Life is better with teeth. You can eat, talk, make friends, and, as you get older, get a job. It’s not easy for everyone to have a healthy smile, especially for those struggling to get by.
The good news is that things are better, especially for children, than they were six years ago as confirmed by Dientes Community Dental Care’s newly released study, the 2022 State of Oral Health in Santa Cruz County.
Yet, there is a continued gap in dental care for low-income residents where 82,000 people had Medi-Cal, but only 38% could go to the dentist. There were some gains over the first study done in 2016 – 8,000 more people have Medi-Cal and 6,000 more people were able to go to the dentist. Still, 51,000 people were not able to make an annual dental visit – nearly the total population of the City of Watsonville.
Because of a focused education effort around “first tooth, first birthday, first dental visit” in our community, Santa Cruz County is doing dramatically better than the State for children ages 0-2! A whopping 57% of low-income Santa Cruz County babies and toddlers have an annual dental visit versus 25% for the State. And, our County has seen a 60% jump in utilization for this youngest age group, as compared to the earlier study.
We are seeing the longer-term benefits of this program in kindergartners who start school with fewer cavities because parents have received oral health education for their children and because kinders have a relationship with a dentist, a dental home, when they begin school. Nearly 1 in 4 children (24%) started school with cavities in the 2016 study, a number which has reduced to fewer than 1 in 5 children (18%) in 2022.
Alas, as young children age there is an alarming decrease in the number of people going to the dentist. The highest proportion of people on Medi-Cal who go to the dentist are children between the ages 6 to 9. At 68%, this means nearly 7 in 10 children 6–9-year-olds go to the dentist. As children enter the tween years this rate falls to 62%, then 52% for teens, 32% for young adults, and finally to 21% by age 21, where 2 in 10 people are going to the dentist. This rate stays low throughout adulthood, increasing slightly after age 30. While this trend mirrors the state of California, it is concerning given the correlation to not seeing the dentist and costly treatment needs as people age.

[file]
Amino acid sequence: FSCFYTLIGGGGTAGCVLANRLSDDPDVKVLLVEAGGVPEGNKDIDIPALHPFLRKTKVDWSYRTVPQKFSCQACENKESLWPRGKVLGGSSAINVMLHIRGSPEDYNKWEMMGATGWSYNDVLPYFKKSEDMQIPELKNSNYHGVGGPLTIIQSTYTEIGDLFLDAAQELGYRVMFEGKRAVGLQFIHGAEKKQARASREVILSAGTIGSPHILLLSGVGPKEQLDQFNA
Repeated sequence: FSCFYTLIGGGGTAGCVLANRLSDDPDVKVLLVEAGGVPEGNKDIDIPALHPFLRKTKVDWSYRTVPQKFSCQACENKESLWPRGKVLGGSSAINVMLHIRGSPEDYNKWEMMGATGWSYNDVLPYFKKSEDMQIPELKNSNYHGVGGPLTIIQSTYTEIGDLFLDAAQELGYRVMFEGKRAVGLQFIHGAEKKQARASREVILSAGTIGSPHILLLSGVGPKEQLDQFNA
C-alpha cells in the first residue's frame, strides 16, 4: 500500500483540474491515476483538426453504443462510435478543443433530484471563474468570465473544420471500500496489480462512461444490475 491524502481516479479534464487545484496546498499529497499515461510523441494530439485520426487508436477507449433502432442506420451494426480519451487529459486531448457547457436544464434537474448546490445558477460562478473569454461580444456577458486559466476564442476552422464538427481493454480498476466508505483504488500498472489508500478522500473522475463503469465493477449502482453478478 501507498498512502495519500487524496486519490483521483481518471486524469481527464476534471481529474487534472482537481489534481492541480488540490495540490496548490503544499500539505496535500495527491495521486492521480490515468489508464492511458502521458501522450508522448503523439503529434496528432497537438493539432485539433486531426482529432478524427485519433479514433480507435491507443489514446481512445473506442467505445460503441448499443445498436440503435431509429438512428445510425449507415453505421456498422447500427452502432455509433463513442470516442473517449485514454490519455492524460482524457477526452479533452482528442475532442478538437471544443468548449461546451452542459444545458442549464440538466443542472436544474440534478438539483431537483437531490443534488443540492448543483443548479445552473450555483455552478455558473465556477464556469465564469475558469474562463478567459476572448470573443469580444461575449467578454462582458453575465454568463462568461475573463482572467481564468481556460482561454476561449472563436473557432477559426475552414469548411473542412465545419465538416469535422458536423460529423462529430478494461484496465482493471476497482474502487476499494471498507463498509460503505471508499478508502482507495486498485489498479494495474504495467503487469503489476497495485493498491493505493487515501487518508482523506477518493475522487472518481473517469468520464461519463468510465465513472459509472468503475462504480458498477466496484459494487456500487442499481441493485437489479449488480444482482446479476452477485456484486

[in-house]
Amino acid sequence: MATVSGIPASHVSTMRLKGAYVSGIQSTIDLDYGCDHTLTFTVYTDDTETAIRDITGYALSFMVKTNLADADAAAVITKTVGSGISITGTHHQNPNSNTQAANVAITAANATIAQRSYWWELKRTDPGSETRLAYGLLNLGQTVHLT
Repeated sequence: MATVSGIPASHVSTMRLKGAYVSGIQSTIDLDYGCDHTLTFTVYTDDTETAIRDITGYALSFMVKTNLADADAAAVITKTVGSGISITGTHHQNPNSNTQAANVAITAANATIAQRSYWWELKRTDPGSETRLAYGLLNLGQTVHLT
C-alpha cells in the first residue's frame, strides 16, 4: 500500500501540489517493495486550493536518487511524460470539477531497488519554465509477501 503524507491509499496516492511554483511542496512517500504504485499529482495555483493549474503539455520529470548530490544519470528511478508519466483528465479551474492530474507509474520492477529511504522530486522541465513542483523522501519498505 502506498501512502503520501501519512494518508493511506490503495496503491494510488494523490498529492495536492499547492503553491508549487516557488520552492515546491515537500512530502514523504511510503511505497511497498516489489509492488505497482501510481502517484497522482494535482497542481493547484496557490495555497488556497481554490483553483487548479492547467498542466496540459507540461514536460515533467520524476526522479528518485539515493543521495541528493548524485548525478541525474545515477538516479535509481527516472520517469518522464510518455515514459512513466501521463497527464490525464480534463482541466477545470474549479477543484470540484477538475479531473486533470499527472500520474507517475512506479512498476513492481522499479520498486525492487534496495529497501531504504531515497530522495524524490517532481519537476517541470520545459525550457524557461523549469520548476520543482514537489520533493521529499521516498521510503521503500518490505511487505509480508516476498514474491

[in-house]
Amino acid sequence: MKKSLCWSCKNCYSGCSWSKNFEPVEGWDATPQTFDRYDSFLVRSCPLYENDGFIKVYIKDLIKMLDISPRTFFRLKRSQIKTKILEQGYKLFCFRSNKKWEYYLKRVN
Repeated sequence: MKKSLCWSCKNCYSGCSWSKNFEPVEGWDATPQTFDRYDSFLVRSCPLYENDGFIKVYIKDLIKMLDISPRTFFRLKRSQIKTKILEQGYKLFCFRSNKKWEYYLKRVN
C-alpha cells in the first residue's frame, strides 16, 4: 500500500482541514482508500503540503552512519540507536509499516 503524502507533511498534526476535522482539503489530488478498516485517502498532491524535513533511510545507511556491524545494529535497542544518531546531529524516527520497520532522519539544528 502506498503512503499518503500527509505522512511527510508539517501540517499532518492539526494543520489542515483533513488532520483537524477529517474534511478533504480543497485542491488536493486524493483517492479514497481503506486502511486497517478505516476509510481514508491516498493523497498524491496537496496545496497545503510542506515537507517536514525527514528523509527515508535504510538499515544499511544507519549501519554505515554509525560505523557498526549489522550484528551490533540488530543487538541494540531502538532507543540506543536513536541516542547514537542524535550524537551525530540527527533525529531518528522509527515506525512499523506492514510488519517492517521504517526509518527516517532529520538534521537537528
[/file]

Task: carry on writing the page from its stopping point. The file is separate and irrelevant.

Dientes EVP of Operations and Co-Chair of Oral Health Access, Dr. Sepi Taghvaei, calls parents and guardians to action, “The most important things that you can do to stop this trend is to make sure your children go to the dentist for their annual dental visit and to continue to promote brushing and flossing at home.”
The study revealed that the largest increase in access to care was for adults, with 5,000 more adults who have Medi-Cal going to the dentist. Yet, the proportion of adults who go to the dentist is still very low — 75% of adults with Medi-Cal were not able to receive care.
Considering an equity perspective, Hispanics have the highest utilization of dental benefits for low-income residents with Medi-Cal at 48%, followed by Asians 33%, Other 30%, Native Hawaiians / Pacific Islanders 23%, Blacks, 22%, and Alaskan Natives / American Indians 21%.
Dr. Sepi Taghvaei reacts to the findings, “This study is critical to align resources behind the greatest needs in our community. Oral Health Access has made a concerted effort on educating parents about oral health, promoting the application of fluoride varnish in well-child medical visits, and making sure kindergarteners have a dental home. We are proud of the results for our youngest residents. Building on these successes, we are looking at how to move the needle for other important groups.”
For more information and to view a summary and the full study go to:
Dientes Community Dental Care’s mission is to create lasting oral health for the underserved children and adults in Santa Cruz County and neighboring communities. 96% of Dientes’ patients live at or below the poverty level. Dientes accepts Medi-Cal and offers sliding scale fees for uninsured patients.